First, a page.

The Roman Ninth Legion's Mysterious Loss

The disappearance of Rome's Ninth Legion has long baffled historians, but could a brutal ambush have been the event that forged the England-Scotland border, asks archaeologist Dr Miles Russell.

© Focus Features/NBC UniversalScene from The Eagle.
One of the most enduring legends of Roman Britain concerns the disappearance of the Ninth Legion.

The theory that 5,000 of Rome's finest soldiers were lost in the swirling mists of Caledonia, as they marched north to put down a rebellion, forms the basis of a new film, The Eagle, but how much of it is true?

It is easy to understand the appeal of stories surrounding the loss of the Roman Ninth Legion - a disadvantaged band of British warriors inflicting a humiliating defeat upon a well-trained, heavily-armoured professional army.

It's the ultimate triumph of the underdog - an unlikely tale of victory against the odds. Recently, however, the story has seeped further into the national consciousness of both England and Scotland.

Magic Wand

A burning issue: When did humans master fire?

Early humans may have moved north into the chilly latitudes of Europe hundreds of thousands of years before mastering a crucial technology: Fire.

A survey of 141 archaeological sites in Europe found no evidence of habitual use of fire prior to about 400,000 years ago. Early humans arrived much earlier. Some archeological evidence indicates they arrived in southern Europe more than a million years ago, and the Happisburgh site in the northeastern part of England's Norfolk region contains stone tools dating back more than 800,000 years ago.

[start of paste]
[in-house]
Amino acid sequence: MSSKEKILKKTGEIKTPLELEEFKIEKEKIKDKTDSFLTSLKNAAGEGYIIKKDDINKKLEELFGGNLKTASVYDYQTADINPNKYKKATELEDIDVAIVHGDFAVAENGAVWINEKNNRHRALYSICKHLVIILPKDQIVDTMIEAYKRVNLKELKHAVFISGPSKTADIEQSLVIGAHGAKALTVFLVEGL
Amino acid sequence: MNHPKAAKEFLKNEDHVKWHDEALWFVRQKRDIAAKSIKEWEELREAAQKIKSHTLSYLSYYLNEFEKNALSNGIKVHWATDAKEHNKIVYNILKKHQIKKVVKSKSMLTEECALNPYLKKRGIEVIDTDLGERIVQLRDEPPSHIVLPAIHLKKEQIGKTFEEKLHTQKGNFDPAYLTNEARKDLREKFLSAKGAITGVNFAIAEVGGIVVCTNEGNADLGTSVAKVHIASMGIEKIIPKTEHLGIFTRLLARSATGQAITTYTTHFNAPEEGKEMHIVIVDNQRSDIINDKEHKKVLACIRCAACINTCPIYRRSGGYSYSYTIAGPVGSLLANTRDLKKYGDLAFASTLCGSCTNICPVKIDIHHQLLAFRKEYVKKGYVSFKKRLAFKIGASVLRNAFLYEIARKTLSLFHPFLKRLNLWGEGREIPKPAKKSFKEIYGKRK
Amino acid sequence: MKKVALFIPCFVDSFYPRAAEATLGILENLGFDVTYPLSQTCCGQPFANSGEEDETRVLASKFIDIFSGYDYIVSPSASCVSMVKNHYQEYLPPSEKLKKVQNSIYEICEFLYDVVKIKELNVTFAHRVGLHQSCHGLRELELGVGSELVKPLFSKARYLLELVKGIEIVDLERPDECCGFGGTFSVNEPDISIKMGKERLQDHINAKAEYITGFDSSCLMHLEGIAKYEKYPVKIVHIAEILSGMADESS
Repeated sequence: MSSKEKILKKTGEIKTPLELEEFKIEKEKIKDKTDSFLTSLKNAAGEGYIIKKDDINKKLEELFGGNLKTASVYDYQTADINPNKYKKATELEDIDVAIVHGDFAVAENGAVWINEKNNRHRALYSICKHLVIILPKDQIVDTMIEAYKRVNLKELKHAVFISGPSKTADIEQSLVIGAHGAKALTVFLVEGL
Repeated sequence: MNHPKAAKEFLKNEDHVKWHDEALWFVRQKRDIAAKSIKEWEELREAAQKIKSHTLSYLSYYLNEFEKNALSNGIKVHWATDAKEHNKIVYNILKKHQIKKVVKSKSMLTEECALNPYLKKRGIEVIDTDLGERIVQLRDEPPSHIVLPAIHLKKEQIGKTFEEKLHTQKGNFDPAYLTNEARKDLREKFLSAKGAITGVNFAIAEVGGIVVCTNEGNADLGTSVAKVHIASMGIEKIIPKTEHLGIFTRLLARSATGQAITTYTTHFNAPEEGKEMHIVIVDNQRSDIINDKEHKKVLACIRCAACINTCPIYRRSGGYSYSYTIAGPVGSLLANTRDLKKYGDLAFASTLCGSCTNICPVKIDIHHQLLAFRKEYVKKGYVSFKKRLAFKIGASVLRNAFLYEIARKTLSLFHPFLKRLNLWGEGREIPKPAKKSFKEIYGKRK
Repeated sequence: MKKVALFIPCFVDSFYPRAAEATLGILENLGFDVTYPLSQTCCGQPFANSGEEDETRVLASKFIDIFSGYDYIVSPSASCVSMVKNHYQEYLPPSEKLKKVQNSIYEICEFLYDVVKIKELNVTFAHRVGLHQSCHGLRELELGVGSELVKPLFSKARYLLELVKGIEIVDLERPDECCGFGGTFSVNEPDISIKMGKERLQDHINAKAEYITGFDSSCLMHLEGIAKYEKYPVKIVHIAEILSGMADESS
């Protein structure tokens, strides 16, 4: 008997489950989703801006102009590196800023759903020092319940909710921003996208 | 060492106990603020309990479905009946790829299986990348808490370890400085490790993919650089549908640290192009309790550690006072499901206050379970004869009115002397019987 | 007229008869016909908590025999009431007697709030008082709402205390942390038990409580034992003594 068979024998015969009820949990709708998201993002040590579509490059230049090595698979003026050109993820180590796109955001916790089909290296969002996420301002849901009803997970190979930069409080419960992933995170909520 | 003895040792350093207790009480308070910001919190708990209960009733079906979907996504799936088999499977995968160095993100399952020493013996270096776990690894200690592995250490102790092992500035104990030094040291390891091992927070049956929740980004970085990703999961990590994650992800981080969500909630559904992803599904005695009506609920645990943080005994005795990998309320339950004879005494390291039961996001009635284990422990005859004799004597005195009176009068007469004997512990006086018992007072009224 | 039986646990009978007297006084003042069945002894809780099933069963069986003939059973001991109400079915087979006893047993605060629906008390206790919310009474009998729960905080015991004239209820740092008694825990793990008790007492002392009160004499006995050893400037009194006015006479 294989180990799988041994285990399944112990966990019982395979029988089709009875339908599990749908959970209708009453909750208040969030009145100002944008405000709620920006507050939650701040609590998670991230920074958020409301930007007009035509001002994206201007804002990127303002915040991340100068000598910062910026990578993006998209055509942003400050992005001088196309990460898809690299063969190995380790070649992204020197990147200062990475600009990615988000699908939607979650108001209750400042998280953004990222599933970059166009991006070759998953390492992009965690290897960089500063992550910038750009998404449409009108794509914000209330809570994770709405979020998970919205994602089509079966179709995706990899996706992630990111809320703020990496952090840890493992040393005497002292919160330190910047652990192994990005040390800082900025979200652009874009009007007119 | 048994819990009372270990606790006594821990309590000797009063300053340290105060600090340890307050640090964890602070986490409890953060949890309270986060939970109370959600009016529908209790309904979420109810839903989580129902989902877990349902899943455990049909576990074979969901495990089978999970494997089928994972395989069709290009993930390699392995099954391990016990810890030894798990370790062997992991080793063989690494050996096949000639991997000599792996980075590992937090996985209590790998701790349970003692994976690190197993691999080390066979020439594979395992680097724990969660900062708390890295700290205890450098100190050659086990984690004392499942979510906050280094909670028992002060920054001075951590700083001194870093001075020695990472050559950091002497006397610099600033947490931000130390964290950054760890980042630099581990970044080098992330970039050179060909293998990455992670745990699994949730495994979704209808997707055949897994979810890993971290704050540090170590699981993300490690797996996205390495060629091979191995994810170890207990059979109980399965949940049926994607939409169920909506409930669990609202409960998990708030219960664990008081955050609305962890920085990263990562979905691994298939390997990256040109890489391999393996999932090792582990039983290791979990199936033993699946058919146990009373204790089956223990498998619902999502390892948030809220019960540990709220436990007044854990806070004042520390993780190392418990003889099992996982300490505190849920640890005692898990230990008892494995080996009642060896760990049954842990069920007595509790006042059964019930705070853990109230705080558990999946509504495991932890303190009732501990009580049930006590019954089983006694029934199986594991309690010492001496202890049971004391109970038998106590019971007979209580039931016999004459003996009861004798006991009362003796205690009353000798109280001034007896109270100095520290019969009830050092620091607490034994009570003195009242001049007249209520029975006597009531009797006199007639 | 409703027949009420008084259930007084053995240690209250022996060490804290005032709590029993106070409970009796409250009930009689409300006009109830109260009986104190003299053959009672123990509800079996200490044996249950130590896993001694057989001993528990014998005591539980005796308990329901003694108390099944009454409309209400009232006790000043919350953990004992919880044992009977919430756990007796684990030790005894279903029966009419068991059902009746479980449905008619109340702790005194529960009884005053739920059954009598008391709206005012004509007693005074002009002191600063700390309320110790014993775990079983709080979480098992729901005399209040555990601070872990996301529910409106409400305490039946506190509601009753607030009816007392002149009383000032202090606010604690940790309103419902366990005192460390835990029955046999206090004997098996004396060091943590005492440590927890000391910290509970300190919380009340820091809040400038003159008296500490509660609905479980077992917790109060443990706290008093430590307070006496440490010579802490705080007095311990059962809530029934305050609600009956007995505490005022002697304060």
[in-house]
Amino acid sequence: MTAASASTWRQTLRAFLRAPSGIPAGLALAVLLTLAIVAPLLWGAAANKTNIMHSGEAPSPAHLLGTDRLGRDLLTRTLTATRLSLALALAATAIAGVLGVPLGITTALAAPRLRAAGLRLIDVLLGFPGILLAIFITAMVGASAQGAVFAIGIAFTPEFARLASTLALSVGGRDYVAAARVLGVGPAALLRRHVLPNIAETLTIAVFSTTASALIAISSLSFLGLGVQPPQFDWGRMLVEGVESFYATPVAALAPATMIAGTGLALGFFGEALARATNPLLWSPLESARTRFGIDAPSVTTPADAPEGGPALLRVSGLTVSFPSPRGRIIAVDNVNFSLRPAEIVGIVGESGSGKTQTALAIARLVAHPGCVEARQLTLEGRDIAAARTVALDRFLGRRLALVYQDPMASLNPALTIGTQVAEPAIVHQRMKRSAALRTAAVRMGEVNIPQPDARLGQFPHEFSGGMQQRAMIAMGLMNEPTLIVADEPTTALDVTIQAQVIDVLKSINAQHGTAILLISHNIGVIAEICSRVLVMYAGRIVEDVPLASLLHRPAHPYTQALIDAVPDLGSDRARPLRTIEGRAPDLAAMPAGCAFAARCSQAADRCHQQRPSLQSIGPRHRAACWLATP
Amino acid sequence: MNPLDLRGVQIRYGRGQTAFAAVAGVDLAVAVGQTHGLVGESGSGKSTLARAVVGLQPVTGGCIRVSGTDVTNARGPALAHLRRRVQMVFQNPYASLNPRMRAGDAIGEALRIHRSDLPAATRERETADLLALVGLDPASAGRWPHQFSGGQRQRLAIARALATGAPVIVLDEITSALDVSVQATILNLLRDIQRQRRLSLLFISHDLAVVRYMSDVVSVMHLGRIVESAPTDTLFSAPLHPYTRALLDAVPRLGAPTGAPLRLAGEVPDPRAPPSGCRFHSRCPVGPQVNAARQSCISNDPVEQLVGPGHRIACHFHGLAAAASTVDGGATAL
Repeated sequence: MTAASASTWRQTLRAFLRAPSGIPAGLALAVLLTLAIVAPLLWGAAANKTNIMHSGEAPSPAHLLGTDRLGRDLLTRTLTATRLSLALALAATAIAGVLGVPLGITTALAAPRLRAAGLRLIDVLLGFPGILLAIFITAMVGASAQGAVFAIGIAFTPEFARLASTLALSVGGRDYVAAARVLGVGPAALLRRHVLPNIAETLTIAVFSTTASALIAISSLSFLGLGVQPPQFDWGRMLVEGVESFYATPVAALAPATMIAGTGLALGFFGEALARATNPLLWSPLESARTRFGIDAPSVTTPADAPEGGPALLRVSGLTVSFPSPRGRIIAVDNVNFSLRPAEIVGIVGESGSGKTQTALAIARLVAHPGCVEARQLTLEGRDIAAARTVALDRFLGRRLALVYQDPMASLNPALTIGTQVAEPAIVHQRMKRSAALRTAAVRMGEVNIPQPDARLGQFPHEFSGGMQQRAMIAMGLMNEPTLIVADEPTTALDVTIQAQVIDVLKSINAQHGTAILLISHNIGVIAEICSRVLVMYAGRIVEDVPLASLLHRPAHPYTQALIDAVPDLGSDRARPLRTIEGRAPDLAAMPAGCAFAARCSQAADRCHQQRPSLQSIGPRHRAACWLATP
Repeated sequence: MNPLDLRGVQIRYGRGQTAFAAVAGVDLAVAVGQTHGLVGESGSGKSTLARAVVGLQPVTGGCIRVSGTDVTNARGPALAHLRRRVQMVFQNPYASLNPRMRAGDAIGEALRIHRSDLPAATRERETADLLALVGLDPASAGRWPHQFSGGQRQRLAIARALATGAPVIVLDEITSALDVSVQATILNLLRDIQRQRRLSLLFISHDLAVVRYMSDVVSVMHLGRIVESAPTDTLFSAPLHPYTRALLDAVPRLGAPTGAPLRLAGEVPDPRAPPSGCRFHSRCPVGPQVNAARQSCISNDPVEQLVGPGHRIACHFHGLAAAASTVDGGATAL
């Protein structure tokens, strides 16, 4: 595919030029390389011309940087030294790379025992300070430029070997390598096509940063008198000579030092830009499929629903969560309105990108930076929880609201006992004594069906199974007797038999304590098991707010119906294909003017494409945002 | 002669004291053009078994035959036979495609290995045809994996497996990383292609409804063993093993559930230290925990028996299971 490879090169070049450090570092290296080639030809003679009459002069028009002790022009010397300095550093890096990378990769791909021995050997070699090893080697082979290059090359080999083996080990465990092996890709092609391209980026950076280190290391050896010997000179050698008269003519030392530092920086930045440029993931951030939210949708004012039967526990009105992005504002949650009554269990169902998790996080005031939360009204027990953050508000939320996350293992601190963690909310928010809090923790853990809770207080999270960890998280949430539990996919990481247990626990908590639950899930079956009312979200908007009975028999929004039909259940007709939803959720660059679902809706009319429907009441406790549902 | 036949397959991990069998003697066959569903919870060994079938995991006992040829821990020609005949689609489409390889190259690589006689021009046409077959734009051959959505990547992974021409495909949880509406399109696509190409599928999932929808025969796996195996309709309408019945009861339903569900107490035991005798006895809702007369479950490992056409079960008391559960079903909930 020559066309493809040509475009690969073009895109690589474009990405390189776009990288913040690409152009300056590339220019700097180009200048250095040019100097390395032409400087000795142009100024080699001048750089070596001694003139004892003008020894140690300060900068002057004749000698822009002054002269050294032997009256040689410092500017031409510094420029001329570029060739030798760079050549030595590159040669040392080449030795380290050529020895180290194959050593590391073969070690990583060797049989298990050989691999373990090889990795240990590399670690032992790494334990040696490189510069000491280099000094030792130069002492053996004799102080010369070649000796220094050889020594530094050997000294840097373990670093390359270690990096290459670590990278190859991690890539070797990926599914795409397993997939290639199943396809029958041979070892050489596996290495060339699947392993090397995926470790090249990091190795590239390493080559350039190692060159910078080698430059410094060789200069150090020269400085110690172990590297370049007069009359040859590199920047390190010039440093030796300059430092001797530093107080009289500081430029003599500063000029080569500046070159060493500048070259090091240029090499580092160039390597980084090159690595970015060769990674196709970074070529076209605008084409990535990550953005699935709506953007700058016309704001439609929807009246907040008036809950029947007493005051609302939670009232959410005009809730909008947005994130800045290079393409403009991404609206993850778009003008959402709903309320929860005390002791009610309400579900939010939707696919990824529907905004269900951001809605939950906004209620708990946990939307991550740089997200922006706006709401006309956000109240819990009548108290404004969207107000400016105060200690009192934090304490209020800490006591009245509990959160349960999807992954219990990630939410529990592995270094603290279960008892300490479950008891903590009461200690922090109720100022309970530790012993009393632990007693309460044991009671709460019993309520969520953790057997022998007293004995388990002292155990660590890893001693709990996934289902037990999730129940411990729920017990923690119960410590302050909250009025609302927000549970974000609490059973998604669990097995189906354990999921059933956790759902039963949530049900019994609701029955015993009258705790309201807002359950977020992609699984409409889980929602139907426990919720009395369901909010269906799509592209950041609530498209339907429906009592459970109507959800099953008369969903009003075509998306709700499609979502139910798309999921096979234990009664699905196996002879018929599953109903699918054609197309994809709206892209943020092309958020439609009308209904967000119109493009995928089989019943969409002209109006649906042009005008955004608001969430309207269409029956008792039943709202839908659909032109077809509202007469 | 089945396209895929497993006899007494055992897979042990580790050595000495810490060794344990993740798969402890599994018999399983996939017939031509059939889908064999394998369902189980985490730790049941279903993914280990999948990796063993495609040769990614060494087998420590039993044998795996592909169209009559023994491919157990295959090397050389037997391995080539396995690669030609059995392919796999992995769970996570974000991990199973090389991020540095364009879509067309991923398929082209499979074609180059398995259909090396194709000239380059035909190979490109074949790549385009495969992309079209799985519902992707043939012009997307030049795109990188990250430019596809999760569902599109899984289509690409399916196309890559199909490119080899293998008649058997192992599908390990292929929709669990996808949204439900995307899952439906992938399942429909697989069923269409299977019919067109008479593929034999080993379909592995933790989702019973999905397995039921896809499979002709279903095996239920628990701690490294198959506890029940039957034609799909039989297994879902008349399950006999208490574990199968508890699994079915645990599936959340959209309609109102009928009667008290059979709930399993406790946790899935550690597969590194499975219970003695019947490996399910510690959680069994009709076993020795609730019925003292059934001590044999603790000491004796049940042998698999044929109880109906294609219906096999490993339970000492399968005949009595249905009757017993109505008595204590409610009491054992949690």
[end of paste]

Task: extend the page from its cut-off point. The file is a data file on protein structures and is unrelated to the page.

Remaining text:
Evidence for the use of fire - concentrations of ashes and charcoal, sediments reddened by heat, rocks scarred by heat and burned bones - is nonexistent in Europe until around 400,000 years ago, write the researchers Wil Roebroeks of Leiden University in The Netherlands and Paola Villa of the University of Colorado Museum in Boulder.
Photo Fire Ancient Humans
© NASA / JPL-CaltechA depiction of a Neanderthal family. Neanderthals used fire much more frequently than thought


New Face for an Old Man - 5,300-Year-Old Iceman Mummy Gets a Makeover

© South Tyrol Museum of Archaeology/Foto OchsenreiterÖtzi, the 5,300-year-old mummy from the Alps has a new face thanks to two reconstruction artists.
Iceman, a 5,300-year-old mummy also called Ötzi and discovered in the Alps, is showing a new face to the world at the Italian museum where he resides.